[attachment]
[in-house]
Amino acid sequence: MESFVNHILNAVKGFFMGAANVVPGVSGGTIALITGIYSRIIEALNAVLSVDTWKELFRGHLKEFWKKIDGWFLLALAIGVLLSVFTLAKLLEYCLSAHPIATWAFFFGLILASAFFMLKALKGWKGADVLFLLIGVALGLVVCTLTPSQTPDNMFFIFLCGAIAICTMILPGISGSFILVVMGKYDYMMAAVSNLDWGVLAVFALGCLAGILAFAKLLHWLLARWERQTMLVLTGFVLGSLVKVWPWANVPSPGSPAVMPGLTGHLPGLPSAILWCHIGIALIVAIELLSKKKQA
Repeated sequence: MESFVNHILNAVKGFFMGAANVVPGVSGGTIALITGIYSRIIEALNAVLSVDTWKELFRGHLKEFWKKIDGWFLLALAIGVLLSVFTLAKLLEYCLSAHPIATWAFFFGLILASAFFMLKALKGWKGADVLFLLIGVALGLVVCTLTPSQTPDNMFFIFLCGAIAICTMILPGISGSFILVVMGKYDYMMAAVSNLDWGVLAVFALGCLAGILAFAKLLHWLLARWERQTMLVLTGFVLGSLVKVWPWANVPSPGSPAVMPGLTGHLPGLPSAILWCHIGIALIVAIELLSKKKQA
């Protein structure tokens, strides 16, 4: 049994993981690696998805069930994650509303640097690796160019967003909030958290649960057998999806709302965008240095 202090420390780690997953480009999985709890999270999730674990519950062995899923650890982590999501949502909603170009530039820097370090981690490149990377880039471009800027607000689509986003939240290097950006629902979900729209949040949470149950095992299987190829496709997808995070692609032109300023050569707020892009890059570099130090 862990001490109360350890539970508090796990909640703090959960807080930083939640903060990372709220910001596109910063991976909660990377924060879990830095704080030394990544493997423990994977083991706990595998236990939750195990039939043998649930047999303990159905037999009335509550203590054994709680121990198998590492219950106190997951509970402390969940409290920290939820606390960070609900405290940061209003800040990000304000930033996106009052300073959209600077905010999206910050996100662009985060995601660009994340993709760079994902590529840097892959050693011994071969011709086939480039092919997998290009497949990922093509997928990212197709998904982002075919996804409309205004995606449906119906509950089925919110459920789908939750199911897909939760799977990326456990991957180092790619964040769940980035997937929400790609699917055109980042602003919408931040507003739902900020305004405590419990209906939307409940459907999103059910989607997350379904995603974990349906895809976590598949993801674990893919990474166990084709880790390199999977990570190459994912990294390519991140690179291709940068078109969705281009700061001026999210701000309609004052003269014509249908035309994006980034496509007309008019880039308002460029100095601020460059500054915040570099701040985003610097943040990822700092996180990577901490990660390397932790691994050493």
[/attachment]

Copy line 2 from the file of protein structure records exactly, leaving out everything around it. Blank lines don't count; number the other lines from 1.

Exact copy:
Amino acid sequence: MESFVNHILNAVKGFFMGAANVVPGVSGGTIALITGIYSRIIEALNAVLSVDTWKELFRGHLKEFWKKIDGWFLLALAIGVLLSVFTLAKLLEYCLSAHPIATWAFFFGLILASAFFMLKALKGWKGADVLFLLIGVALGLVVCTLTPSQTPDNMFFIFLCGAIAICTMILPGISGSFILVVMGKYDYMMAAVSNLDWGVLAVFALGCLAGILAFAKLLHWLLARWERQTMLVLTGFVLGSLVKVWPWANVPSPGSPAVMPGLTGHLPGLPSAILWCHIGIALIVAIELLSKKKQA